The five government bodies responsible for the wastewater sector in Oman are building a series of treatment plants across the country, as the state moves away from a reliance on septic tanks
Responsibility for Oman’s wastewater is split between five entities covering different regions in the sultanate. Hundreds of smaller plants are owned by the private sector.
The five main groups are Haya Water, which oversees wastewater services in the Muscat governorate, the most populous of the sultanate’s regions; Salalah Sanitary Drainage Services Company, which looks after Salalah city, in Dhofar province; Dhofar Municipality, which is responsible for the rest of the Dhofar region; Sohar Development Office within Muscat Municipality, which looks after the Sohar province; and the Regional Municipalities & Water Resources Ministry, which is responsible for the rest of Oman.
The sultanate had 105,990 cubic metres a day (cm/d) of wastewater treatment capacity at the end of 2008, with an estimated 230,000 cm/d of new capacity to be built by 2015.
Much of the current activity in Oman’s wastewater sector centres around the $4bn Muscat wastewater project, which is being developed by Haya Water.
As part of a 30-year concession, the project aims to connect 80 per cent of the population of Muscat governorate to the wastewater network by 2014, and 90 per cent by 2025.
In November 2008, Haya announced plans to issue tenders in 2009 for four treatment plants as part of the project. The plants are expected to provide a total of 67,500 cm/d of additional wastewater capacity.
Bids for the largest of the four plants were entered on 26 October, covering the construction of a plant in Darsait, in the north of the governorate, which will be able to treat 50,000 cm/d of wastewater. This is expected to begin operating in December 2011.
A smaller plant in Quriyat, in the southeast of the governorate, will be tendered by the end of 2009, with a capacity of 6,500 cm/d. A further two wastewater treatment plant projects are also expected to be tendered before the end of the year in Al-Amerat and Al-Hajir, in the central region of Muscat governorate. The Al-Amerat facility will have a capacity of 10,000 cm/d, while the Al-Hajir plant will treat 1,000 cm/d of effluent.
An additional wastewater treatment plant project will follow in September 2011 when Haya expects to issue a tender for the expansion of the Al-Ansab facility, in the north of the governorate. The scheme will add 25,000 cm/d of capacity at the site.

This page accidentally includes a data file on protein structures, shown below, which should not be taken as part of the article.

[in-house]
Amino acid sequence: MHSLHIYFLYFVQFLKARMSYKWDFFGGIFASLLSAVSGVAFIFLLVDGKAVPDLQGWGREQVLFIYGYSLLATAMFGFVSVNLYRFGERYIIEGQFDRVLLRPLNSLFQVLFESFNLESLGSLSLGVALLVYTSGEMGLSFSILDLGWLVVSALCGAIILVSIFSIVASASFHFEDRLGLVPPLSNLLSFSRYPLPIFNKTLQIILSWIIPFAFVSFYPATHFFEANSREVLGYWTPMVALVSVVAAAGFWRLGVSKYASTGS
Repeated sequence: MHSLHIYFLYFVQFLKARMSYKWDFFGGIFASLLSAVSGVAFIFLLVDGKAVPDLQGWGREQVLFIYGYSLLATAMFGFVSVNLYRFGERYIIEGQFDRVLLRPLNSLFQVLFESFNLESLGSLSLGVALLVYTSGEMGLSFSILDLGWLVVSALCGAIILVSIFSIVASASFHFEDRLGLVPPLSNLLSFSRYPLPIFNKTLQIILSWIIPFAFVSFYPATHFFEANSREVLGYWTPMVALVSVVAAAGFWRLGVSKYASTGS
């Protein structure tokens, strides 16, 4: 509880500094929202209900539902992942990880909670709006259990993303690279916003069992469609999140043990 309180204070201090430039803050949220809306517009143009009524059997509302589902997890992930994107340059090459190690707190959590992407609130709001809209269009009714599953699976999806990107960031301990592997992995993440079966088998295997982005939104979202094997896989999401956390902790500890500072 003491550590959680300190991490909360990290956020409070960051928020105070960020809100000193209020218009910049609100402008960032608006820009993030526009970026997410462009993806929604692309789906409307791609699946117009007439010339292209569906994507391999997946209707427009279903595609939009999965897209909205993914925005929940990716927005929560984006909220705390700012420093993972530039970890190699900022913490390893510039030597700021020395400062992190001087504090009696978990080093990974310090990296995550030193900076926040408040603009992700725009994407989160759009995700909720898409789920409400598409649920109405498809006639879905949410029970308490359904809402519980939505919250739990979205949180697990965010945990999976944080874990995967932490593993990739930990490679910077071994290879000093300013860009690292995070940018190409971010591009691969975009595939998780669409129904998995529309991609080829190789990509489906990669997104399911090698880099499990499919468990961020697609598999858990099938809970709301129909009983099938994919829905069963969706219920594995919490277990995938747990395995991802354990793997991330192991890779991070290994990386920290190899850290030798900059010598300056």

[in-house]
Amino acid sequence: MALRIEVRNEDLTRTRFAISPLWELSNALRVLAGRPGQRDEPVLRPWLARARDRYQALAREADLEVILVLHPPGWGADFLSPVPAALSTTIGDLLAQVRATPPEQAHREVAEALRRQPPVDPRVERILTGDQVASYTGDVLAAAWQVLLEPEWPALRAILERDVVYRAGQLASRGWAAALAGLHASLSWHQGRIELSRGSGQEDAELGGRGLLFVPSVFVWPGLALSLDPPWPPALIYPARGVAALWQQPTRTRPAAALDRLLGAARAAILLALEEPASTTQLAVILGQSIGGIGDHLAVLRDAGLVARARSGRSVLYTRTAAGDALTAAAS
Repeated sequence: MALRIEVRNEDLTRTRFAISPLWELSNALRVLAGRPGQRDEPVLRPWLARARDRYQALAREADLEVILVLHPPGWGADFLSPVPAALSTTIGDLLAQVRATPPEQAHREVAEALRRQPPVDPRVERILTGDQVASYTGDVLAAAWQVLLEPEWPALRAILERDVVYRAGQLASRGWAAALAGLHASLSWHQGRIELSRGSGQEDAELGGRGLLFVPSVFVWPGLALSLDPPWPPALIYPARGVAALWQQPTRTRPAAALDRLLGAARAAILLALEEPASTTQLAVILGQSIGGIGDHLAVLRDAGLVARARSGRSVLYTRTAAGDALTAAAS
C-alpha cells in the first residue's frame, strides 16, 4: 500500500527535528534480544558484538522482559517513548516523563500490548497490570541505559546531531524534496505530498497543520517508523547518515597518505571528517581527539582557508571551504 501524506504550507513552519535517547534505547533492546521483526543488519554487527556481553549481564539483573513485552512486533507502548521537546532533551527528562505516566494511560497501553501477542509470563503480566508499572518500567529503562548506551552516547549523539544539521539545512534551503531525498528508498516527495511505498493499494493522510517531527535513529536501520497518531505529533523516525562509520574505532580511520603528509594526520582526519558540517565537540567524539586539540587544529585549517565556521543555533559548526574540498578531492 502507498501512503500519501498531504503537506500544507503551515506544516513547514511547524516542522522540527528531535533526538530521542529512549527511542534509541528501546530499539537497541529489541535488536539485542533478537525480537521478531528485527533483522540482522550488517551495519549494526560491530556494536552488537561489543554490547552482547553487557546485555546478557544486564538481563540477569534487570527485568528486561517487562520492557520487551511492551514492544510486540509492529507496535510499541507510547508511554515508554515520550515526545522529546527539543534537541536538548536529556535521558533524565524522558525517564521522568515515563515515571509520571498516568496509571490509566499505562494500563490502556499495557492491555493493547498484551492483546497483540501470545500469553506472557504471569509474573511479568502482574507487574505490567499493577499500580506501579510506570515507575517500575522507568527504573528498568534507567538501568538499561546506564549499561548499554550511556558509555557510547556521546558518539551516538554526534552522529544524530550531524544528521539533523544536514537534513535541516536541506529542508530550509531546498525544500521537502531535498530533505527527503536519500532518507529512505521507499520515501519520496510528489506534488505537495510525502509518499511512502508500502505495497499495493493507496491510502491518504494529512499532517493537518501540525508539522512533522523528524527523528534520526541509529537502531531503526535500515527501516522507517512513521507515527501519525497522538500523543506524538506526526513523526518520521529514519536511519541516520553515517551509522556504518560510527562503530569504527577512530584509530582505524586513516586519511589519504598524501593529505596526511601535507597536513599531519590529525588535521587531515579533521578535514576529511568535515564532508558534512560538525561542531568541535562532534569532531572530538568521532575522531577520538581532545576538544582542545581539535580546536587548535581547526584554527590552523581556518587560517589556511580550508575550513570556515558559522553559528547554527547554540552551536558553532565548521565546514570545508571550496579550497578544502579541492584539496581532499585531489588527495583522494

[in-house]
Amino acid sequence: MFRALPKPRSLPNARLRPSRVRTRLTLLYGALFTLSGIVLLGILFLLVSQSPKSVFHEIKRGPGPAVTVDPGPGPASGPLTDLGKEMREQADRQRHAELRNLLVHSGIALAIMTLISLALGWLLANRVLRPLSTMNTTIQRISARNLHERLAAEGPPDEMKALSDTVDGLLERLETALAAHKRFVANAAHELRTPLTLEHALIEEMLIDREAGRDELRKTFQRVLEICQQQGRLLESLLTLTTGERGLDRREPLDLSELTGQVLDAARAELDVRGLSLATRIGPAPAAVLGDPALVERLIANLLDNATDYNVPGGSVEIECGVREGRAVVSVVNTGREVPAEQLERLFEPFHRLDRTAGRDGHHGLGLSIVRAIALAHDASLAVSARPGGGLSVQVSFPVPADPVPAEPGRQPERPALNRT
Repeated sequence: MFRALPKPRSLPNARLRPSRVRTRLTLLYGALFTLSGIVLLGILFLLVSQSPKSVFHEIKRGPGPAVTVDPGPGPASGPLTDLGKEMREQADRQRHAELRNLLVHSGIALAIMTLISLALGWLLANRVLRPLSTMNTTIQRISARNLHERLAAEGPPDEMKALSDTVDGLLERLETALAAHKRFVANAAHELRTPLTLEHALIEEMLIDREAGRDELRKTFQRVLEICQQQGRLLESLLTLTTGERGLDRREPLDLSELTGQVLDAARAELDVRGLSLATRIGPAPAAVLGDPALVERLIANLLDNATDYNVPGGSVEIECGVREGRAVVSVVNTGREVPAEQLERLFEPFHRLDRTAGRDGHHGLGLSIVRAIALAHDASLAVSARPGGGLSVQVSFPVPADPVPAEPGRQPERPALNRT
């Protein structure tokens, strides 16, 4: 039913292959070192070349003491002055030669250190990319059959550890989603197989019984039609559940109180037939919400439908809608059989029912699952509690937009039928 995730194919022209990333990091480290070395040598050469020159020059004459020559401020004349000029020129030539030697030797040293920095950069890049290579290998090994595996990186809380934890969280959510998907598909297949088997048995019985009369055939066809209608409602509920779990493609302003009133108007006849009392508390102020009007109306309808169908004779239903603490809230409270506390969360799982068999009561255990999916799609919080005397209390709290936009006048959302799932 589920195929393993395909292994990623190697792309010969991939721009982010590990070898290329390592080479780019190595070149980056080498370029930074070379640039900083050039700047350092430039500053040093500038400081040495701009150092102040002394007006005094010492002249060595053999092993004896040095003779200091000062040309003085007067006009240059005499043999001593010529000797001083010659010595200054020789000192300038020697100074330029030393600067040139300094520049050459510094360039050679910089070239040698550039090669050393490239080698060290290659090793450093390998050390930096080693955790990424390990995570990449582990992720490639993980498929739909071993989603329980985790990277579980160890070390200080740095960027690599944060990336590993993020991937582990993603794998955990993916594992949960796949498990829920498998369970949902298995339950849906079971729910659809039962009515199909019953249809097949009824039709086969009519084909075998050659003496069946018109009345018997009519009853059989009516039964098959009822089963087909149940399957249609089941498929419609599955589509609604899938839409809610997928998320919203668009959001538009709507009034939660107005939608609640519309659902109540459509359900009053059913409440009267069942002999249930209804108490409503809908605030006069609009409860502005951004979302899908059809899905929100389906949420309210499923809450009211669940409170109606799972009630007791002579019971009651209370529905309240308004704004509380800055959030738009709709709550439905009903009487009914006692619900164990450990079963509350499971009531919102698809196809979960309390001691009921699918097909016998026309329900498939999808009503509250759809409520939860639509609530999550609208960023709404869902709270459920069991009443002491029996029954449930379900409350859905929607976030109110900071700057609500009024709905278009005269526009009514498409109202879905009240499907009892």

The Muscat wastewater project also includes construction of 2,164 kilometres of sewers and three treated-effluent reservoirs and distribution networks. These are the Seeb, Al-Ansab and Greater Mutrah centralised and looped network, the Al-Amerat/Al-Hajir network and the Quriyat network. The total length of the treated effluent distribution network will be about 308km.
Due to the mountainous terrain, it is not possible to connect the rest of the governorate to the wastewater network. As of early 2009, only 14 per cent of Muscat governorate was connected to the network. The remaining area is served by septic tanks.
“As of early 2009, only 14 per cent of the Muscat governorate was connected to the wastewater network”
Haya currently operates 12 treatment plants, which process 50,000 cm/d of wastewater from nearly 80,000 residents. Designed to treat 46,100 cm/d of wastewater, the plants are operating at 8.5 per cent above capacity. Haya estimates that an additional 190,000 cm/d of new wastewater treatment capacity will be required in Muscat up to 2015.
A wastewater treatment plant is being built in the Al-Seeb catchment in the northwest of the governorate. South Korea’s Hyundai Rotem was awarded the OR88m ($229m) contract for the scheme in June 2008. The plant will be able to process 80,000 cm/d of sewage.
Once the new wastewater system is set up and the company is generating sufficient operating revenues, the government plans to privatise Haya. When this will happen and what form the privatisation will take have yet to be decided.
Public wastewater treatment plants outside Muscat, Salalah and Sohar are owned by the Regional Municipalities & Water Resources Ministry, which is responsible for the provision of wastewater services in the Batinah, Musandam, Al-Buraimi, Al-Dhahira, Al-Dakhliya, Al-Sharqiyah and Al-Wusta governorates.
The treatment plants operating in the rest of Oman have a total capacity of 36,890 cm/d. A further 14,350 cm/d of new capacity is due to come on line in 2009 and 2010. Only one plant, at Samail in the Al-Dakhliya region, is operating at above design capacity.
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